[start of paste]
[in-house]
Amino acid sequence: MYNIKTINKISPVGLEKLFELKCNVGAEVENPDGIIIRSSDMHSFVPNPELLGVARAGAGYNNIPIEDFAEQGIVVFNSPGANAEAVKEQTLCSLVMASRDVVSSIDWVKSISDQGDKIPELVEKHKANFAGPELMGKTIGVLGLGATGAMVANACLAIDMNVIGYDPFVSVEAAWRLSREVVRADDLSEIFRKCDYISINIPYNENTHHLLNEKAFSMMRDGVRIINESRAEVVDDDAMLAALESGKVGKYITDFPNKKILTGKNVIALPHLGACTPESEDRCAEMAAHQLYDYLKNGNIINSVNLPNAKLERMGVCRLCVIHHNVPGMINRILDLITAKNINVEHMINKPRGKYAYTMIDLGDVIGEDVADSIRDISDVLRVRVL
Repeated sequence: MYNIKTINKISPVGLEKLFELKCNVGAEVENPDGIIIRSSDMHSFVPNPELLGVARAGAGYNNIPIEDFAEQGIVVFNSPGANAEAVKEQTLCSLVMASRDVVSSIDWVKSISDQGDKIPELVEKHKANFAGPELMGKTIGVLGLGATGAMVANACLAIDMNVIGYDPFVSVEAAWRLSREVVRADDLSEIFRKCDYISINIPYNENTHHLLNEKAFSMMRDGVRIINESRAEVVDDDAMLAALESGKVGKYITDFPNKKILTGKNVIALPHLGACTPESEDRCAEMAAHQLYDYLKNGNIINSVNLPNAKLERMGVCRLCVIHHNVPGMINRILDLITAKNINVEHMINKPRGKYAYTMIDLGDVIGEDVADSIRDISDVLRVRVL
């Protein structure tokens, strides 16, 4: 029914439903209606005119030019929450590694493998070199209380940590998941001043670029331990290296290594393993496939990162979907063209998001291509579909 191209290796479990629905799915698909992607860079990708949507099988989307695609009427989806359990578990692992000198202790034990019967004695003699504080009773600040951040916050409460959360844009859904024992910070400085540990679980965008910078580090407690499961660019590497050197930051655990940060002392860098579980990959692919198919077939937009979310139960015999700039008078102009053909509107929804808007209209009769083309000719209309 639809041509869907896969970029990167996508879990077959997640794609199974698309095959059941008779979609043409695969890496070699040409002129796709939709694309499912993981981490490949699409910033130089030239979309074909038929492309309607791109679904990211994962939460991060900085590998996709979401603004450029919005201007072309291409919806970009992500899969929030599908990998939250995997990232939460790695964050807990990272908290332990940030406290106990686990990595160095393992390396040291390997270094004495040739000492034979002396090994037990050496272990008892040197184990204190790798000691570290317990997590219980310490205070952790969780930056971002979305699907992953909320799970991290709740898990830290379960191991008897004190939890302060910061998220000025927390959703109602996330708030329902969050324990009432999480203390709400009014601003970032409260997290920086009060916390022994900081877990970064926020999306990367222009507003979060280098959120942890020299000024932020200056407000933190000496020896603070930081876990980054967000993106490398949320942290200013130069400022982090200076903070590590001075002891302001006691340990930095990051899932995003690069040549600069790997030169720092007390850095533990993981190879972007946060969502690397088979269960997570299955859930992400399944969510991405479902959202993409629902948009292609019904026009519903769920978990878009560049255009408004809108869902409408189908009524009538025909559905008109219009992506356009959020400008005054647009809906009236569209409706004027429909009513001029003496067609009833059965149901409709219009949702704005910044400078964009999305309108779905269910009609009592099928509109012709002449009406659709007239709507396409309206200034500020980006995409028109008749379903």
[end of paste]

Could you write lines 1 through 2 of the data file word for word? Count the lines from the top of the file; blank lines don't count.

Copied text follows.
[in-house]
Amino acid sequence: MYNIKTINKISPVGLEKLFELKCNVGAEVENPDGIIIRSSDMHSFVPNPELLGVARAGAGYNNIPIEDFAEQGIVVFNSPGANAEAVKEQTLCSLVMASRDVVSSIDWVKSISDQGDKIPELVEKHKANFAGPELMGKTIGVLGLGATGAMVANACLAIDMNVIGYDPFVSVEAAWRLSREVVRADDLSEIFRKCDYISINIPYNENTHHLLNEKAFSMMRDGVRIINESRAEVVDDDAMLAALESGKVGKYITDFPNKKILTGKNVIALPHLGACTPESEDRCAEMAAHQLYDYLKNGNIINSVNLPNAKLERMGVCRLCVIHHNVPGMINRILDLITAKNINVEHMINKPRGKYAYTMIDLGDVIGEDVADSIRDISDVLRVRVL